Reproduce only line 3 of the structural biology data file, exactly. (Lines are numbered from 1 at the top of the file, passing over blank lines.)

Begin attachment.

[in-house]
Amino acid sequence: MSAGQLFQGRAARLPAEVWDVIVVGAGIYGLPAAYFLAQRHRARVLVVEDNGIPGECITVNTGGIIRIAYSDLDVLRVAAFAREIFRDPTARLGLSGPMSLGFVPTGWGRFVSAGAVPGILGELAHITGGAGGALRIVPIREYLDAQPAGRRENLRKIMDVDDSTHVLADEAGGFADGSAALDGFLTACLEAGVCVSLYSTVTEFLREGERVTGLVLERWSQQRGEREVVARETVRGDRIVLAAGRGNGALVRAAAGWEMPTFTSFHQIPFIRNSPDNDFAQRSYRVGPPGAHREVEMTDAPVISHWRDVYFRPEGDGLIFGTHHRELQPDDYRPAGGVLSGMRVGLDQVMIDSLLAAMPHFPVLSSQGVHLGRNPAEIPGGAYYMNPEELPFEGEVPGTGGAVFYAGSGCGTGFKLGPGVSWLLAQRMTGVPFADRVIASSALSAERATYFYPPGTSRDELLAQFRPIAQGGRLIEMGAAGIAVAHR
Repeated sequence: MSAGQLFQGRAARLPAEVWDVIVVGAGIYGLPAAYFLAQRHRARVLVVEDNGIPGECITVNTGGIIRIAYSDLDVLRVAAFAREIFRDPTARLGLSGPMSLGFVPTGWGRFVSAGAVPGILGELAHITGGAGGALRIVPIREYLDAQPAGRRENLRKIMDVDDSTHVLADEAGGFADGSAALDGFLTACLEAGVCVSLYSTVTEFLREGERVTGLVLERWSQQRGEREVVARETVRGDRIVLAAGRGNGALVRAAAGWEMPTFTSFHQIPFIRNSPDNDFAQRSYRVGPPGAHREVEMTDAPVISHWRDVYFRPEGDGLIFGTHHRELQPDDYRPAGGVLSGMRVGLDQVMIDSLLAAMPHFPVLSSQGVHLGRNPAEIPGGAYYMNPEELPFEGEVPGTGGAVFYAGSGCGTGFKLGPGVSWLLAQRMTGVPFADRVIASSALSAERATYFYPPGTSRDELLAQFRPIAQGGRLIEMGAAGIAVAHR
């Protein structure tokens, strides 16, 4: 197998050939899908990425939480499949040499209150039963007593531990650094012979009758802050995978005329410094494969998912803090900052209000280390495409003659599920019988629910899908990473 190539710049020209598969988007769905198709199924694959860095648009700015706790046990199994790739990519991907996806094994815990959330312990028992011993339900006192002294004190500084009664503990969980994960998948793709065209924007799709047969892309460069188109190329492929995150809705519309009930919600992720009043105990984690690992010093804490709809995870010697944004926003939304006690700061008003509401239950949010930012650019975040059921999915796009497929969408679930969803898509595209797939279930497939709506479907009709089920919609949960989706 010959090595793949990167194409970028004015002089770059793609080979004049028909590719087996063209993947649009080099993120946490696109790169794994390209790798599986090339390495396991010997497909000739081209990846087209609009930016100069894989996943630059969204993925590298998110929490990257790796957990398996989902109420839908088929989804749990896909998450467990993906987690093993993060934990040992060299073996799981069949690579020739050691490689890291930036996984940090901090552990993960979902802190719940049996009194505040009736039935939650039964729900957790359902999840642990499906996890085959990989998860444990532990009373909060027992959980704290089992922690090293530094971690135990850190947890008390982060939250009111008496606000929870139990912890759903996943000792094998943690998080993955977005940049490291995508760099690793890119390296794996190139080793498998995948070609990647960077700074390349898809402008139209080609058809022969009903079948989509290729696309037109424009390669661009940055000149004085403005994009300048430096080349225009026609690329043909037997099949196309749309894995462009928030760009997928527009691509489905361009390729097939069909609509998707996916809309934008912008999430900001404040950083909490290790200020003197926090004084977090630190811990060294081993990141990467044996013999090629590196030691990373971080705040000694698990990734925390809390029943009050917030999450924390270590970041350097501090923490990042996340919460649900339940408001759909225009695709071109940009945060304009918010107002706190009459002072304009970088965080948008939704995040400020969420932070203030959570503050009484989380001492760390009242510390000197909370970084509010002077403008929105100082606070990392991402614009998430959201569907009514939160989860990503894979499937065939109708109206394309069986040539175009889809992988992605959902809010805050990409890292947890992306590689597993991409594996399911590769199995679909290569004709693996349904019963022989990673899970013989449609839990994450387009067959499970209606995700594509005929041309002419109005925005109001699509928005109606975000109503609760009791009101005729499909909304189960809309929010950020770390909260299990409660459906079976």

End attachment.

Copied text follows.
Repeated sequence: MSAGQLFQGRAARLPAEVWDVIVVGAGIYGLPAAYFLAQRHRARVLVVEDNGIPGECITVNTGGIIRIAYSDLDVLRVAAFAREIFRDPTARLGLSGPMSLGFVPTGWGRFVSAGAVPGILGELAHITGGAGGALRIVPIREYLDAQPAGRRENLRKIMDVDDSTHVLADEAGGFADGSAALDGFLTACLEAGVCVSLYSTVTEFLREGERVTGLVLERWSQQRGEREVVARETVRGDRIVLAAGRGNGALVRAAAGWEMPTFTSFHQIPFIRNSPDNDFAQRSYRVGPPGAHREVEMTDAPVISHWRDVYFRPEGDGLIFGTHHRELQPDDYRPAGGVLSGMRVGLDQVMIDSLLAAMPHFPVLSSQGVHLGRNPAEIPGGAYYMNPEELPFEGEVPGTGGAVFYAGSGCGTGFKLGPGVSWLLAQRMTGVPFADRVIASSALSAERATYFYPPGTSRDELLAQFRPIAQGGRLIEMGAAGIAVAHR